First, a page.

For infants, learning how to bite and chew is a crucial stage of feeding development. At approximately 5-6 months of age, babies begin using their fingers and teethers for oral exploration using a bite and release pattern. The development of biting and chewing continues from this point on, with the baby refining the movements of the jaw, tongue, and lips. When infants miss a part of this developmental process, intervention may be necessary to develop the ability to bite and chew.
1. One of the ways I like to begin is to provide the child with the opportunity to mouth oral motor chew tools (the Grabber, Y-Chew, Probe, and/or Animal Tips). These tools were specifically designed to increase oral awareness, to provide stimulation and tactile sensation, and to exercise the lips, cheeks, tongue, and jaw. Through oral exploration, the child just might begin to bite on his/her own, and from there you can progress to chewing.
2. Demonstrate how to bite so that the child can see and learn what the word actually means. Knowing the vocabulary will be an important part of therapy as you encourage the child to bite and chew. Over-exaggerate the movement to help communicate the concept. Use actual food when illustrating/showing. You can also use puppets with mouths to help illustrate biting (and later chewing). Take turns with the child to feed the puppet. Make it fun and playful. Make a bite sound or a glottal /um/ sound. Try having the child feed you.
3. A vertical chewing pattern (an up-and-down opening and closing of the mouth) will begin to develop first. Place either a Grabber or Y-Chew in between the molar area and assist the jaw to open and close. Use the word ‘bite’ as you are directing the jaw to close on the tool being used. Use a mirror for the child to watch himself/herself and you demonstrating a bite. Discontinue using the mirror if it becomes too distracting.
4. Once the child knows the vocabulary word ‘bite’ and can perform the skill, add the word ‘chew.’ Have the child place his/her hands on your jaw to feel you bite and chew. This is to give visual AND tactile feedback to better understand the concept. You may have to put your hands over his/hers to assist.
5. Once the child understands the concept of chewing, you can start practicing it with him/her. Place a Grabber or Y-Chew between the premolars and instruct the child to chew. You may have to guide the jaw to open and close. Work up to 20-25 chews in a row on each side of the mouth. For added oral awareness through vibration, you can also use the Z-Vibe with a Bite-n-Chew Tip.
6. If using a Grabber, have the child bite and chew on the loop as well. If using a Y-Chew, place the handle sideways across the front teeth. This works both sides of the mouth at once for bilateral chewing and jaw strength and stability.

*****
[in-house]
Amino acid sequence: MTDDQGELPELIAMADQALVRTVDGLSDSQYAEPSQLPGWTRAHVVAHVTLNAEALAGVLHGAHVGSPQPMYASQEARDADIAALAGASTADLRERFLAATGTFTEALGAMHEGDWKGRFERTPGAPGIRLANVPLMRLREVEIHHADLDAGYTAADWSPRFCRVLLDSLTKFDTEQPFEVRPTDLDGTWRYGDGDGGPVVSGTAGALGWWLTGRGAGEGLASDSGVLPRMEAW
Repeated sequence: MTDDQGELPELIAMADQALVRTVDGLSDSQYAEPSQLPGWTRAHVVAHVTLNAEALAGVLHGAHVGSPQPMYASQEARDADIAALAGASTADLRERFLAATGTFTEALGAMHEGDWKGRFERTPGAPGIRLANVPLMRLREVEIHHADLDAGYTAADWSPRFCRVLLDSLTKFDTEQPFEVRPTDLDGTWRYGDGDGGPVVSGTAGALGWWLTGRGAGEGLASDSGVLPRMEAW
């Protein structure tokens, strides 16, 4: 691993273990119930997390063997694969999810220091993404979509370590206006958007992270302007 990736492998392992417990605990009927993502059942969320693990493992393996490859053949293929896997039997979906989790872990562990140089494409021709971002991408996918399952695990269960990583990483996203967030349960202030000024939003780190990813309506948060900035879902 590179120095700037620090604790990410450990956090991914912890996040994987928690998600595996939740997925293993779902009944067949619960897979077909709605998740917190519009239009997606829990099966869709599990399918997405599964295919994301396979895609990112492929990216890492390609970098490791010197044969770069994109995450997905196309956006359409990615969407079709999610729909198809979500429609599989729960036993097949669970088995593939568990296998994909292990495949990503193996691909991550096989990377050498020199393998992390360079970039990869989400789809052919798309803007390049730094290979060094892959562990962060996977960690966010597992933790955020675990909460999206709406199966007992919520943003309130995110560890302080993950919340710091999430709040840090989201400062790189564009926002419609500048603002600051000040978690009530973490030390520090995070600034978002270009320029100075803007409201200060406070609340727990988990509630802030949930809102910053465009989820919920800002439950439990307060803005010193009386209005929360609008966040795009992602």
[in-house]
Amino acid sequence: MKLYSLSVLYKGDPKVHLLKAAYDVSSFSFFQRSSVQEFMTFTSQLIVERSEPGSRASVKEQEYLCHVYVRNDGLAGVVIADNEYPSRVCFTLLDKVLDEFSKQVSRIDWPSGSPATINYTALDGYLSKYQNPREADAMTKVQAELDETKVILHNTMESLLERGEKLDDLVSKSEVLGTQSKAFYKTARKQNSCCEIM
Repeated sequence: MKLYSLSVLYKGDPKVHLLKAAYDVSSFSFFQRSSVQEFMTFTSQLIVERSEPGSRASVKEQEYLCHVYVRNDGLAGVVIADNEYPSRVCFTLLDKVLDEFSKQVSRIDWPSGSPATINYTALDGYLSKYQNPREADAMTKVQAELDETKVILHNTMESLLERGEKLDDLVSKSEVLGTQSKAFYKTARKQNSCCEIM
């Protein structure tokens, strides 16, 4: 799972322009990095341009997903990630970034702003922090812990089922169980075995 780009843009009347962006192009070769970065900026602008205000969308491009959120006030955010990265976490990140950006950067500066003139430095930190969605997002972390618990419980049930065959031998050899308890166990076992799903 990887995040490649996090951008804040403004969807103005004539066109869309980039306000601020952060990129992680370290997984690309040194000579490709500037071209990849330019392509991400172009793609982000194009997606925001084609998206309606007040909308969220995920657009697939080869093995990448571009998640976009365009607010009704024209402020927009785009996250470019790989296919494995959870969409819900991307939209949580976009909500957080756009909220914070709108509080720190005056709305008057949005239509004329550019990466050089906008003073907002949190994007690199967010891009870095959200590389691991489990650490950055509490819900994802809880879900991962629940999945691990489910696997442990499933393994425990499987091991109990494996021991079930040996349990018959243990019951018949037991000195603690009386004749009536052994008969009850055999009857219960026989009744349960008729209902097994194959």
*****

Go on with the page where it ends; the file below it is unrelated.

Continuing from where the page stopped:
7. Alternate sides to promote the development of a rotary chewing action. Have the child bite and chew 3-5 times on one side of the mouth and then switch to the other side. Remember to have the chew tools placed to the side of the mouth, in between the pre-molar area. As the child progresses, move the Grabber or Y-Chew to the back molar area where the chewing of foods occurs. If the child gags, move back toward the bicuspids and slowly, over time, progress to the molar area.
8. Once you are comfortable with the child’s ability to bite and chew, dip the chew tools into puréed or sticky foods and continue the biting and chewing exercises. Pairing these tools with real food helps to bridge the gap between practicing chewing and actually chewing real food. If using the Z-Vibe, you can also put food inside a Bite Tube Tip (pictured above) - when the child bites down, they'll be 'rewarded' with a taste of food to help connect the concept of chewing to getting food.
9. To assist with texture acceptance, begin using the smooth Grabber and progress to the Textured Grabber. Then dip the Textured Grabber into puréed or sticky foods and continue with biting and chewing exercises. If using the Z-Vibe, begin using the Bite-n-Chew Tip and progress to the Textured Bite-n-Chew Tip.
10. Have a drink handy in case the child needs to take a sip in between exercises.
It's important to note that some children may seem frightened to eat because they know they do not have the oral motor skills necessary to handle food. These children are reacting to a real fear and not just refusing to eat. In this instance, you may need to work on bolus formation, tongue awareness, tongue lateralization, etc. first. Other children may refuse to eat because of oral sensitivities, which would also need to be addressed. To learn more about food refusal related to oral motor and/or sensory issues, click here.
It's also important to note that anyone who has direct contact with the child (caregivers, early interventionists, etc.) should be on board to follow through with intervention strategies. The best results happen when therapy is reinforced at home in between sessions. The more opportunities presented, the better. However, the child should never be forced to mouth, bite, or chew. Teaching these skills takes time, lots of patience, and creative thinking.
Talk about the tools and let children feel them in their hands and on their arms first. Then progress to the face, cheeks, lips, and inside the oral cavity. Incorporate food play into your feeding sessions.
Last but not least, remember to praise, praise, praise. Use reinforcements that cater to the child’s interests. Get excited about progress, no matter how big or small it may seem.
Debra C. Lowsky, MS, CCC-SLP